In forcing the city's teachers' union to accept cuts to its members' health care benefits, the School Reform Commission said the move will allow the financially battered School District to inject $44 million back into schools this year.
To seek clarity on the legal authority of breaking the collective bargaining agreement with the Philadelphia Federation of Teachers, the District and the state Department of Education filed suit asking the Commonwealth Court for a declaratory judgment that affirms the SRC's right to make its unilateral move.
Philadelphia, distinct among large urban districts for its long history of pursuing school turnarounds using outside management organizations, has been a real-world laboratory of reform experiments for more than a decade.
By studying the successes and failures of the District's recent efforts to turn around academically underachieving schools, a team of researchers wants to create a body of knowledge that all schools can use to improve.
The Pennsylvania recipients of a major federal grant program aimed at supporting at-risk youth were announced today by Gov. Corbett and his wife, Susan.
Sixty-four school districts and community-based organizations across the state will receive $23 million in three-year 21st Century Community Learning Centers grants. The grants will help support out-of-school time programs that give academic support to students from underperfoming schools and high-poverty areas, who are at risk of dropping out or disengaging from school.
More than a third of that money will go to 23 grantees based in Philadelphia, a mix of community organizations and charter schools. (See the list of Philadelphia grantees below.)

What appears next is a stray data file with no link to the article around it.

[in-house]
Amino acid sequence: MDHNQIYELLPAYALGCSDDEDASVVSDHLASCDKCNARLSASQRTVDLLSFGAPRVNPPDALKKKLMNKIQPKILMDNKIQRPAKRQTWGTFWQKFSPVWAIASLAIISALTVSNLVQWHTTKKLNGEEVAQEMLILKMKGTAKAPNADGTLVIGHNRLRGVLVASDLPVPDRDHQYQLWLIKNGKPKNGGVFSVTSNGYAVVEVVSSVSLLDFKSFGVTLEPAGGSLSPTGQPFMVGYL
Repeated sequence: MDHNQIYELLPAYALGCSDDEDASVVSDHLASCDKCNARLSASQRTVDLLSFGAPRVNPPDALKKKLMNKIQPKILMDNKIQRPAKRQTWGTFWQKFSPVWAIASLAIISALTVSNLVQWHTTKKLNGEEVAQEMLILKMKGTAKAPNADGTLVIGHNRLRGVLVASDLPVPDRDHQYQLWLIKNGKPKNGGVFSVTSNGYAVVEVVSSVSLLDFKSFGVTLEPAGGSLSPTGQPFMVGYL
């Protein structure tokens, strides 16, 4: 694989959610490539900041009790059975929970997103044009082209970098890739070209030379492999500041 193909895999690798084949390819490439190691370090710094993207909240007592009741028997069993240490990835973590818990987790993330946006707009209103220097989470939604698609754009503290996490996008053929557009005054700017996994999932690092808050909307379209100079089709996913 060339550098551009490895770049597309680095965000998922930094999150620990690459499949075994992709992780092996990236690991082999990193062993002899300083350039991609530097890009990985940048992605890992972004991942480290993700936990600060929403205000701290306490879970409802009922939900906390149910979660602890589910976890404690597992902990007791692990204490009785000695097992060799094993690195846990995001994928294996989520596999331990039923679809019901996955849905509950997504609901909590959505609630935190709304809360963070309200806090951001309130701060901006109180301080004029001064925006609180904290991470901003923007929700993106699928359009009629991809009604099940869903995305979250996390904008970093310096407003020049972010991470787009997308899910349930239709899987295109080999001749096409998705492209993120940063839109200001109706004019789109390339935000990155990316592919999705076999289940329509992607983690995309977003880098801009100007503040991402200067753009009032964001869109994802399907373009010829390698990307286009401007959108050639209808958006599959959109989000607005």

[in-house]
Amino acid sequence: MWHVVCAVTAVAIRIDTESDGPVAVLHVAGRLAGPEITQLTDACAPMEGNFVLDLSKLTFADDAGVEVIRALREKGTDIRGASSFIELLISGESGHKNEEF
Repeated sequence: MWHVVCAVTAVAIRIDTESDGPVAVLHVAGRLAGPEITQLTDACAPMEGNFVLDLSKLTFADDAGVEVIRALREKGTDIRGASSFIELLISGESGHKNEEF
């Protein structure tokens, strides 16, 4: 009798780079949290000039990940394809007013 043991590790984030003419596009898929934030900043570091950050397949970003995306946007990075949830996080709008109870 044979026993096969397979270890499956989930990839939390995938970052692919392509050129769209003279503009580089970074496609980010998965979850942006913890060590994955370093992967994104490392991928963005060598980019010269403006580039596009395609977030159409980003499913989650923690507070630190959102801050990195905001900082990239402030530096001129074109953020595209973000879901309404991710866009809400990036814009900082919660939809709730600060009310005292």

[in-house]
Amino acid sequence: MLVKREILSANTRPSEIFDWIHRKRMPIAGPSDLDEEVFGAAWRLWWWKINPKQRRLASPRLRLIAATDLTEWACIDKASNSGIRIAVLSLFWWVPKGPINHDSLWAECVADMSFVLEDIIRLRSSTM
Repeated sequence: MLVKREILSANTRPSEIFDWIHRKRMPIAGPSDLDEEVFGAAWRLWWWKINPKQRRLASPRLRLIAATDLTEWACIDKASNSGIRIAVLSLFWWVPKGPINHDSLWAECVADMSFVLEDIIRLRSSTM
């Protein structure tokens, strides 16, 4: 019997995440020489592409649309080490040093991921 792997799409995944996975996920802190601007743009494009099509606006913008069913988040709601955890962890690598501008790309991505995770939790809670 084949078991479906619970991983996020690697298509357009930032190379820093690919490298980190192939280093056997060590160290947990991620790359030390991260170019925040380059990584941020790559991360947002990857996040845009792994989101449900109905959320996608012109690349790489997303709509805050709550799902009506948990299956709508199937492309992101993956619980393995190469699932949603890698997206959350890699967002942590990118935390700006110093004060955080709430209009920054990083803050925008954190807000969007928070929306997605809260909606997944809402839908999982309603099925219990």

Pennsylvania Attorney General Kathleen Kane has filed criminal charges against two more former Philadelphia principals.
Barbara McCreery, 61, former principal of Communications Technology High School, and Arthur "Larry" Melton, 70, former principal of Bok Technical High School, were arrested Thursday as part of the state's ongoing investigation into adult cheating on standardized tests.
They were taken into custody and charged with crimes of "tampering with public records or information, forgery, and tampering with records or identification," according the attorney general's office.
About one-fifth of all Philadelphia District schools will have a new principal in charge when classes begin this fall.
Forty-two schools will see new leadership this year, according to a current list of principal appointments provided by the District. Twelve of the principals are new to the School District of Philadelphia, said Raven Hill, a District spokesperson.
Schools with new incoming leaders include magnet schools such as Masterman, Academy at Palumbo, CAPA, and Bodine, and neighborhood schools like Lamberton, Beeber, and Bartram.